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El Pescador, one of my favorite tarpon lodges since it opened – over 40 some years ago. Image of the lodge dock.

Doing the next right thing in Belize. Gillnets Prohibited

Belize Press Office / Belmopan / November 6, 2020

In a demonstration of commitment to maintain a vibrant and sustainable fishery sector, Dr. Hon. Omar Figueroa, Minister of Fisheries, Forestry, the Environment and Sustainable Development, has signed into law Statutory Instrument No. 158 of 2020 titled Fisheries Resources (Gill net prohibition) Regulations, 2020, banning the use and possession of gill nets in the marine waters of Belize.  The area covered by the ban includes all the sea under the jurisdiction of Belize.”

Check out the full press release Banning Gill Nets from Marine Waters in Belize here.

Colorado River cutthroat trout like this one didn’t take long to use a fishway on Poose creek in Colorado. Brian Hodge/Trout Unlimited. Brian Hodge is the Northwest Colorado Director for Trout Unlimited’s Western Water and Habitat program.

Habitat connectivity helps trout take care of themselves

In our work at Trout Unlimited, we often rely on scientific theory to plan and implement conservation projects. In some instances, we also test hypotheses by monitoring projects and comparing predictions with outcomes, and in doing so contribute towards the broader body of scientific theory.

For TU and our local agency partners, the Poose Creek Project in Colorado served as an opportunity to test, validate and perhaps even contribute toward a framework of knowledge around fish passage and habitat connectivity.

Read more here. . . .

2021 Official Show Schedule Update – Fly Fishing Show

Atlanta, Pleasanton, Lancaster Still on Track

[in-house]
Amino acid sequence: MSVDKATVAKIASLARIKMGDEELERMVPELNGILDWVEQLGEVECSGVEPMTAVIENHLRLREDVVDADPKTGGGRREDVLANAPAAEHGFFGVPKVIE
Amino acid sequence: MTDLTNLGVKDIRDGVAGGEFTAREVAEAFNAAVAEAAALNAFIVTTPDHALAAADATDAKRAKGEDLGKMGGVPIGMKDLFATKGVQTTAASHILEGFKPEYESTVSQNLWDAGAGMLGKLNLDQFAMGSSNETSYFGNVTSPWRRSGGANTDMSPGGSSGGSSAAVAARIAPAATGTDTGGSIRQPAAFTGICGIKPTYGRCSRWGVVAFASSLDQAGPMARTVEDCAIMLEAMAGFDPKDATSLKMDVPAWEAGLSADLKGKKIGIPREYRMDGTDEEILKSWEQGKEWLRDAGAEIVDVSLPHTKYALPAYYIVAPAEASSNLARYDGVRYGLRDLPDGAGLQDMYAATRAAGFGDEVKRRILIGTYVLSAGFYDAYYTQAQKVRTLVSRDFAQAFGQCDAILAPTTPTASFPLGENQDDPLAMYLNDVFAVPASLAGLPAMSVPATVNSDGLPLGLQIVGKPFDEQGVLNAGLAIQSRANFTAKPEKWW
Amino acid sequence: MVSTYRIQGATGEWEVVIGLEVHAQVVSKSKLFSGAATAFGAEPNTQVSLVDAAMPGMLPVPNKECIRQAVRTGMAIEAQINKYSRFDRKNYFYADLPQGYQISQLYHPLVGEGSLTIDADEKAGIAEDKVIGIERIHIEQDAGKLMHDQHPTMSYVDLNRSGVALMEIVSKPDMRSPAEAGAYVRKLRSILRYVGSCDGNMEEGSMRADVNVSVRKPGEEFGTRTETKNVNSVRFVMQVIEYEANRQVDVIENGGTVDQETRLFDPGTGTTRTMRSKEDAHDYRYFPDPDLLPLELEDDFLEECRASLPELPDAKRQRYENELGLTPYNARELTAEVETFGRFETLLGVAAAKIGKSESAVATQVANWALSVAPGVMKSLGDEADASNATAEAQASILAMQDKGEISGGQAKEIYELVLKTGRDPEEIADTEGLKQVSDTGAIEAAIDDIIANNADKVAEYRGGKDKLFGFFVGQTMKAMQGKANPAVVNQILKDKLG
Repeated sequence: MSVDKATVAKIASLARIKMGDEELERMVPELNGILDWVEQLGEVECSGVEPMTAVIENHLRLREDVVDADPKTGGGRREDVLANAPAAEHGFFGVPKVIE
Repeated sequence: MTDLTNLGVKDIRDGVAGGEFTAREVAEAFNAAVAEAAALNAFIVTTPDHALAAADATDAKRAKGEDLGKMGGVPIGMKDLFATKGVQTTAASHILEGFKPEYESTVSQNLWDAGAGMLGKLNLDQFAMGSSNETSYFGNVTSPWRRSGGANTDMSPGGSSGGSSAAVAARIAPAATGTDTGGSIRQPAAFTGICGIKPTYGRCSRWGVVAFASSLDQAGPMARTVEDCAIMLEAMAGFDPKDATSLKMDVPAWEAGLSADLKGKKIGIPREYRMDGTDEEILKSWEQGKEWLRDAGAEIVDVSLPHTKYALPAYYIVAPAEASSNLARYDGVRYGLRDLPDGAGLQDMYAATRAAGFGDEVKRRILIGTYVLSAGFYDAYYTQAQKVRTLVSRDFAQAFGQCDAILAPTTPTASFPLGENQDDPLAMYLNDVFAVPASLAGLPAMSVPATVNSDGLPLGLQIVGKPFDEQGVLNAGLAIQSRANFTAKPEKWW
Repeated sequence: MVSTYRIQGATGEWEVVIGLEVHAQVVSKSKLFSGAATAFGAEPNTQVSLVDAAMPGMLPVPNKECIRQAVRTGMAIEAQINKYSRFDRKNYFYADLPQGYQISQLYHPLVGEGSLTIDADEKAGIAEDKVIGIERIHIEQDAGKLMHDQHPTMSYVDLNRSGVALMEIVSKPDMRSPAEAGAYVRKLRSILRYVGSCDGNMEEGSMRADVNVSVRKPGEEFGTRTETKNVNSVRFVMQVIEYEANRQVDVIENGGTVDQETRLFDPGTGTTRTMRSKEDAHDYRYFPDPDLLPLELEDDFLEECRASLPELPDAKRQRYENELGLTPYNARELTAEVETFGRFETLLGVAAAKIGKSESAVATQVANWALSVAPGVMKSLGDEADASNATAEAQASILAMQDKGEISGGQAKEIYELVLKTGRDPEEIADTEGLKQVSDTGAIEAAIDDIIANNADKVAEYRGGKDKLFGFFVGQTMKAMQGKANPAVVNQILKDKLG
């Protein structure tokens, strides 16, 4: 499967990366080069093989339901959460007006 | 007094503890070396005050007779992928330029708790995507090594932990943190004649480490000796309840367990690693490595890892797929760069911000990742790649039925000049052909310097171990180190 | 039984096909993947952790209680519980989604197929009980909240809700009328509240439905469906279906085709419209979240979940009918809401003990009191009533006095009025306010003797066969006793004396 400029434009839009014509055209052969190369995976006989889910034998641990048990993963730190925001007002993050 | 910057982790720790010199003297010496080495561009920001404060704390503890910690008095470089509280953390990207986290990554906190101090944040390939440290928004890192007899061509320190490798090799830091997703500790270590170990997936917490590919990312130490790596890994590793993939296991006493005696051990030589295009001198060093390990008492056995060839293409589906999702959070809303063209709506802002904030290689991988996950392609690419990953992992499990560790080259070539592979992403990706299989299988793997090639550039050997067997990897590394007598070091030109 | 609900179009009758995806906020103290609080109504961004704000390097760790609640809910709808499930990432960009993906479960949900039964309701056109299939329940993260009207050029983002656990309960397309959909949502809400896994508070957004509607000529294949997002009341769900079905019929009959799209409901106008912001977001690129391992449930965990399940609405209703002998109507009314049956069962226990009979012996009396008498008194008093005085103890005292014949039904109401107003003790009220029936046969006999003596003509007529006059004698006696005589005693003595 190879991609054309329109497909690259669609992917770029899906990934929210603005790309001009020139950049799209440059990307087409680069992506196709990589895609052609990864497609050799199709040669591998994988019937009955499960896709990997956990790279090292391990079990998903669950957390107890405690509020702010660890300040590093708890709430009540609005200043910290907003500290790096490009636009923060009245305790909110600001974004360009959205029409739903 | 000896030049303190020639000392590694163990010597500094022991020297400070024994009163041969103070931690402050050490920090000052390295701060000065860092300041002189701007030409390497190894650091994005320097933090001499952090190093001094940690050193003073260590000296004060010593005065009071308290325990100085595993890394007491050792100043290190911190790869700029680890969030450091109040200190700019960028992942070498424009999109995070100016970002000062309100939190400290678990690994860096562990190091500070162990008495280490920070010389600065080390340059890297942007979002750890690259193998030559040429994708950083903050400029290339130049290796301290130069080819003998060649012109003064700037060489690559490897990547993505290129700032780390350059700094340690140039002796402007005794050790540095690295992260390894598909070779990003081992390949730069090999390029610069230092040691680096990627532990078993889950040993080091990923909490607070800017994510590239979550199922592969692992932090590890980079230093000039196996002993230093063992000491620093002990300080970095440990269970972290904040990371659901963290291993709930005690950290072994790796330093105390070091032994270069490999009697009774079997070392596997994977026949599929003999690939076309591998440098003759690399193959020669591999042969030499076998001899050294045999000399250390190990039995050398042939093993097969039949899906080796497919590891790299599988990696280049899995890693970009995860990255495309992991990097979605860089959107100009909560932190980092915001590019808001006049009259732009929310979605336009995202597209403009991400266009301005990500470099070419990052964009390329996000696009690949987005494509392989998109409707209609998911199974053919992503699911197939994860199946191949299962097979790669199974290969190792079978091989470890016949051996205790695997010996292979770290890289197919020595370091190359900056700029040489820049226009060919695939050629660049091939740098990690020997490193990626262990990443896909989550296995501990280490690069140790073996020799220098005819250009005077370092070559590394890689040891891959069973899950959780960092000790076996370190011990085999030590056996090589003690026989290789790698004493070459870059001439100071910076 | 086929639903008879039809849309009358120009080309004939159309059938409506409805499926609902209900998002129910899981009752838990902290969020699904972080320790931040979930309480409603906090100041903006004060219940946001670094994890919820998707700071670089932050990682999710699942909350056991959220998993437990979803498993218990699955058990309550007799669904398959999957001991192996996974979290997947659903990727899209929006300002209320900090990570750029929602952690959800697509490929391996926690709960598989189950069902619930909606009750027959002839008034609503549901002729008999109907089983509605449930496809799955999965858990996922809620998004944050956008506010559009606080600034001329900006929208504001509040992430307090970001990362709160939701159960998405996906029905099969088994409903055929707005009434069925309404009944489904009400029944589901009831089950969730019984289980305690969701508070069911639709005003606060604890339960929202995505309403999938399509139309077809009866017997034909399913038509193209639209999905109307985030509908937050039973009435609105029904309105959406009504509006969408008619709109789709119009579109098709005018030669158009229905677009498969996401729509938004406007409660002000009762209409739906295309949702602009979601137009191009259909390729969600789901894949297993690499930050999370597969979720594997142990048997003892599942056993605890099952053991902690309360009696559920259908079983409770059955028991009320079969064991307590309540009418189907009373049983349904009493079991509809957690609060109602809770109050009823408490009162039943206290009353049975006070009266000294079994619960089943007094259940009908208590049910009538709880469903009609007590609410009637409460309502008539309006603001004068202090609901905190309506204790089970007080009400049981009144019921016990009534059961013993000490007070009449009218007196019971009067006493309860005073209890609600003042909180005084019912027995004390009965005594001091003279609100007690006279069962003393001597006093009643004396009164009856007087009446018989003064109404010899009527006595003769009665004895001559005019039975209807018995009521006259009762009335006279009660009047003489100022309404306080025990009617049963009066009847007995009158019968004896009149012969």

The ongoing medical battle with COVID-19 mixed with local and state show attendance regulations, including numbers of attendees allowed, has severely impacted the fly fishing industry with dramatic changes for the 2021 Fly Fishing Show, announced President and CEO Ben Furimsky.

“After seemingly endless negotiations with show sites, hotels, and government health agencies, the Fly Fishing Show reluctantly makes the following changes to the 2021 slate:

Denver – Originally scheduled for Jan. 8, 9 and 10 will now be held April 30-May 2 in its usual location at the Denver Mart, 451 E. 58th Ave. “The April 30-May 2 Denver dates were the best options we could coordinate between exhibitors, facilities and government entities. We are hopeful for a safe and successful spring event in Denver.”

Read more here . . .

Despite soaring outdoor recreation use levels, discussion of impacts has often been downplayed, denied or deflected by almost everyone, including users, commercial tourism operators, conservation organizations and government agencies that are supposed to be managing for resource protection. After a year like this when public lands and waterways were overwhelmed and all government agencies could do was engage in triage and try to minimize the damage, will discussions of limiting use to protect resources and maintain quality experiences finally start to happen? The answer clearly is not to simply build larger parking lots at boat put-ins and take-outs. Photo courtesy Kirk Deeter/Angling Trade magazine

An Influential Voice In US Fly Fishing Decries ‘Rivergeddon 2020’